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May 12, 2013Heading into the 2012 season it was well known that the Eagles couldn't afford to suffer any serious injuries if the team wanted to go back to a bowl game. As everyone knows by now, BC couldn't avoid the injury bug, and the already thin depth chart was even thinner when the season started with several players on the injured list.
One of those injured players was starting cornerback Al Louis-Jean. Near the beginning of summer camp the team lost ALJ during a fairly routine drill.
"The receiver was running a post and I jumped up to try and make an interception. I came down awkwardly on the side of my foot and I went down," said ALJ.
The cornerback knew the injury was somewhat serious, which X-rays later confirmed. The initial diagnosis was that ALJ would be out a minimum of a month and two months max, which meant he would only miss a couple of games. A few weeks later he went to get more X-rays to see how the foot fracture was healing. Unfortunately, recovery wasn't going as well as everyone had hoped, and ALJ was shut down for the rest of the season.
"Hearing the news shook me up because I had never missed more than a game or two because of an injury. To lose a whole season like that, it shook me up mentally. The only way to move forward was to take it for what it was. It can take a toll on you mentally not being able to do what you love doing," said ALJ.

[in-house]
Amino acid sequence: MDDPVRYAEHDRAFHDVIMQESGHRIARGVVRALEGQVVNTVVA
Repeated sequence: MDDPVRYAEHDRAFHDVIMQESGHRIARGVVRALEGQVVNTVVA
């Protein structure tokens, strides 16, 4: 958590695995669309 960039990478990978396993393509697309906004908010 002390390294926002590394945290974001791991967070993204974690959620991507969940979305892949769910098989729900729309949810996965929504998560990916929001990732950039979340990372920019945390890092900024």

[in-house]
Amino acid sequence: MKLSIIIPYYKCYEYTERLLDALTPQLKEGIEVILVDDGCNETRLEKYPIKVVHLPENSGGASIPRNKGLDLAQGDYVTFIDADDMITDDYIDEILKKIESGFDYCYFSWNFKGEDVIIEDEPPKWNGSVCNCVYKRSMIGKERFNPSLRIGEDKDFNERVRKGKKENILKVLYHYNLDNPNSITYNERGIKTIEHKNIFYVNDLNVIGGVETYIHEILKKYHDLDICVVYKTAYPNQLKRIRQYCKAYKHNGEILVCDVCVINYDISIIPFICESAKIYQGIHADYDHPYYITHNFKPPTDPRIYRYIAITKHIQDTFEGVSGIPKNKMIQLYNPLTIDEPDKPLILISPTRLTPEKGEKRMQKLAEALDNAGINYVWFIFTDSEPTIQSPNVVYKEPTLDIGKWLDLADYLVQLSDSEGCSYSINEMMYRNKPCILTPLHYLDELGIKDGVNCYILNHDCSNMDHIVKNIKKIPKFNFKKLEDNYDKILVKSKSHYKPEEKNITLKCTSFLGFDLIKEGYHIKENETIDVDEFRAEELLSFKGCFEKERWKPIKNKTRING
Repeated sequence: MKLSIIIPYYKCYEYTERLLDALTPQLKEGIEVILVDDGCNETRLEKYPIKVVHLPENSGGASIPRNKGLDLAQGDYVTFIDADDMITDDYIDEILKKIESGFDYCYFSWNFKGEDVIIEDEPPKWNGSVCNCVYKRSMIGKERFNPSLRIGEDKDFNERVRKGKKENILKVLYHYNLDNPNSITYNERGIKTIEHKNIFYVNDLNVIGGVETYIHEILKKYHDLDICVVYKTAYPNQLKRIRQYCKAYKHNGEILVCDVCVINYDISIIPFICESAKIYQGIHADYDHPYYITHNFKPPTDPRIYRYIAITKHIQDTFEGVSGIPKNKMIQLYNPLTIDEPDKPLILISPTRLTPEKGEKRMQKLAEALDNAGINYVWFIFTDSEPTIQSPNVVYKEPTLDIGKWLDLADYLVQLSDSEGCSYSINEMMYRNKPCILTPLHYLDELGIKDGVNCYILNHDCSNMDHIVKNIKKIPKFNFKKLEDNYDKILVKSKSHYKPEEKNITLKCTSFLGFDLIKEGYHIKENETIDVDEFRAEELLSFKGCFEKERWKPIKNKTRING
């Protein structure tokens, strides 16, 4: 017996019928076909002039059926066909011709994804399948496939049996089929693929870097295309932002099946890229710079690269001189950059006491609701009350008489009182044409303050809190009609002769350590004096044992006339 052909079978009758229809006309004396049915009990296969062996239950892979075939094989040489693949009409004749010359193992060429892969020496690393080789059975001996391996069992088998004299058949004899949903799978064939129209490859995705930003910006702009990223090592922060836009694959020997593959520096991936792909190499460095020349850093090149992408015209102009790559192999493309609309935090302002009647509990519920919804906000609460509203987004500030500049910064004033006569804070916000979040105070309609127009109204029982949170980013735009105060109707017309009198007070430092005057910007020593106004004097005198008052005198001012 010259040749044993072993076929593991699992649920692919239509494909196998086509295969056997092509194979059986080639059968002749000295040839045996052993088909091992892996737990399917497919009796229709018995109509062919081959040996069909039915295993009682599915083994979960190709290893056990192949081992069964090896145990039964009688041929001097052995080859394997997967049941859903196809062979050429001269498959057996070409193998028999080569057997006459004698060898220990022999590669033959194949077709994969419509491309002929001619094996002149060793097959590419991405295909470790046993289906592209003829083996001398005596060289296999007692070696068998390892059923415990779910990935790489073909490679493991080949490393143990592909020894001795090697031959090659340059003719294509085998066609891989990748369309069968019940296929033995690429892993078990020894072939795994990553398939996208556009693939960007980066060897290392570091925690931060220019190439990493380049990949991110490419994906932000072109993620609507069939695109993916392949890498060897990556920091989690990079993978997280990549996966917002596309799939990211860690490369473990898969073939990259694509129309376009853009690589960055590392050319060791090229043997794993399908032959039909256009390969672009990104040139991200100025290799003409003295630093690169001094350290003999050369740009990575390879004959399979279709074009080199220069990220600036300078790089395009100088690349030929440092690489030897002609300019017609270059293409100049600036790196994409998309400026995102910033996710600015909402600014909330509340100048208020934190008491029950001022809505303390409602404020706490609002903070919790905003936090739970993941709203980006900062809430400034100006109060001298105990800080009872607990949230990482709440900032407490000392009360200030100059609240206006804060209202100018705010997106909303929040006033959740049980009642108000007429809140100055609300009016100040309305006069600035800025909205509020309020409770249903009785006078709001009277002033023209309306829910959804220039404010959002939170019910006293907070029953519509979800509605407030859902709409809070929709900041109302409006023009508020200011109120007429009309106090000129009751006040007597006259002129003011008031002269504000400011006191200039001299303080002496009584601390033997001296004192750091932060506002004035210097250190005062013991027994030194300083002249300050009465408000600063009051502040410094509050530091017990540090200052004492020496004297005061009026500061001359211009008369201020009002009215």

ALJ worked through the injury and rehabbed hard to make a full recovery. The first test on his foot came during the winter when the team conducted player-led workouts.
"During winter workouts we did agility drills and that was the period of time where I had to get over my foot injury. It was weaker at some points, but by the time spring ball started everything went perfectly fine. It wasn't a mental issue at that point anymore," said ALJ.
ALJ participated in spring practice and was a full participant most of the time. Once in a while the coaches held him back just as a precautionary measure.
"The spring went really well. If we had a game tomorrow I'd be out there ready to go, I'm 100%. Right now I'm ready for the summer and getting ready for the season," said ALJ.
Aside from getting over his foot injury, ALJ had to learn Don Brown's new defense during spring practice. The new defense is very different from the defense that Frank Spaziani and Bill McGovern ran in their time at the Heights. Long gone are the days of 8-10 yard cushions on wide receivers. Brown's defense counts on his cornerbacks playing tight man coverage and being left out on an island against a wide receivers from time-to-time.
ALJ says that the learning curve wasn't quite as big for him since it's a style which he's played in the past, and one which he enjoys playing.
"It's obviously different from our old defense to now but it's nothing new to me. Its how I've wanted to play---up close to receivers and pressing like that---it's how I played in high school. Like I said it's a changeup from our old defense but it's to our advantage. It gives us more opportunity to show ours skills. Really though, competing one-on-one in coverage is a big deal in football and it's just a fun defense to play," said ALJ.
ALJ also said that Brown's defense is one which cornerback recruits will be interested to play in. It will remain to be seen if Brown's defense can bring in more quality cornerback recruits like ALJ, a position that BC has traditionally struggled recruiting at a high level in the past.
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